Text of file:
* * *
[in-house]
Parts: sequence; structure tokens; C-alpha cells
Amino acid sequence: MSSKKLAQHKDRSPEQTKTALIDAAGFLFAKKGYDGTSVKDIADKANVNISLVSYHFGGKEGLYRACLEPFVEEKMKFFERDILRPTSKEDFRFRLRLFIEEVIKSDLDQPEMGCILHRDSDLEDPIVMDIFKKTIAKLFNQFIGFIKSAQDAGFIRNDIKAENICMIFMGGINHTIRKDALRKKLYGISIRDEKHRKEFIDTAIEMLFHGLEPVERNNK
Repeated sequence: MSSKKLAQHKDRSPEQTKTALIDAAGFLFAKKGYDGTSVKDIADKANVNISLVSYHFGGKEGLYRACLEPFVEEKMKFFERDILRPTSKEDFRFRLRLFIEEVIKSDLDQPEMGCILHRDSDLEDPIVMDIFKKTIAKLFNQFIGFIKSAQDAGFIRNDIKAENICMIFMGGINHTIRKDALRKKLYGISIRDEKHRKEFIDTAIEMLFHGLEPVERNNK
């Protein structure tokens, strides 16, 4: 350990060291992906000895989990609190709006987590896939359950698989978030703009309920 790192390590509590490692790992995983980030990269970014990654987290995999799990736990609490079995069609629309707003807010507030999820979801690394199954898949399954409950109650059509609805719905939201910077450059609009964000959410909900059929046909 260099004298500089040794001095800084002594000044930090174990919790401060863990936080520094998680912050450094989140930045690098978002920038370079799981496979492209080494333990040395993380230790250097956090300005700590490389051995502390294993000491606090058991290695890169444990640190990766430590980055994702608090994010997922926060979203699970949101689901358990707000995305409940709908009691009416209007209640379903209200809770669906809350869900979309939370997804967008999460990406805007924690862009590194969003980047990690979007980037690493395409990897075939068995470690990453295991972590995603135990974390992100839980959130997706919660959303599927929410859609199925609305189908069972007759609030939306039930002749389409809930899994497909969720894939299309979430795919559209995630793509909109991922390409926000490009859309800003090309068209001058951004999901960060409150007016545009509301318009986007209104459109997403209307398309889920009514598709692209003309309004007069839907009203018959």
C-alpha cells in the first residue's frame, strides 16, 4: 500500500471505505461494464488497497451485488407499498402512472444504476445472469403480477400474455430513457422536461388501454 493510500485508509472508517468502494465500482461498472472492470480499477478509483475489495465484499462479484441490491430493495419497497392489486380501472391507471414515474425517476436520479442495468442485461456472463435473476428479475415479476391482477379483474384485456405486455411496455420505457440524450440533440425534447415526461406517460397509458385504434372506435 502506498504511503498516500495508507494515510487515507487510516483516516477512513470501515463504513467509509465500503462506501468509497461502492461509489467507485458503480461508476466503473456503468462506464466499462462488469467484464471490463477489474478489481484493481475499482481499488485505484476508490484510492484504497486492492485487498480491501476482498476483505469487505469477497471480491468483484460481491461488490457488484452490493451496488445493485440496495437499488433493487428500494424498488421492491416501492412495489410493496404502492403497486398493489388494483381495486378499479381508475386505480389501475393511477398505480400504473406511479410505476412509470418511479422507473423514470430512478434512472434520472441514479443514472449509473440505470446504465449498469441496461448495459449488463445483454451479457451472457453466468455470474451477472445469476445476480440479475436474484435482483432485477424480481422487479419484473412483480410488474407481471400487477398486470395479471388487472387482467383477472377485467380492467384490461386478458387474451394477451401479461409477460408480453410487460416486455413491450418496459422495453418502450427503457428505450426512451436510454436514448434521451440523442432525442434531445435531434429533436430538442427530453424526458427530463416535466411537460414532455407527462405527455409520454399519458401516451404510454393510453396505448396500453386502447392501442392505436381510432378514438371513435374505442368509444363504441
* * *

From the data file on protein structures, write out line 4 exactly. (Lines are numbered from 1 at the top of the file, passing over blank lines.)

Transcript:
Repeated sequence: MSSKKLAQHKDRSPEQTKTALIDAAGFLFAKKGYDGTSVKDIADKANVNISLVSYHFGGKEGLYRACLEPFVEEKMKFFERDILRPTSKEDFRFRLRLFIEEVIKSDLDQPEMGCILHRDSDLEDPIVMDIFKKTIAKLFNQFIGFIKSAQDAGFIRNDIKAENICMIFMGGINHTIRKDALRKKLYGISIRDEKHRKEFIDTAIEMLFHGLEPVERNNK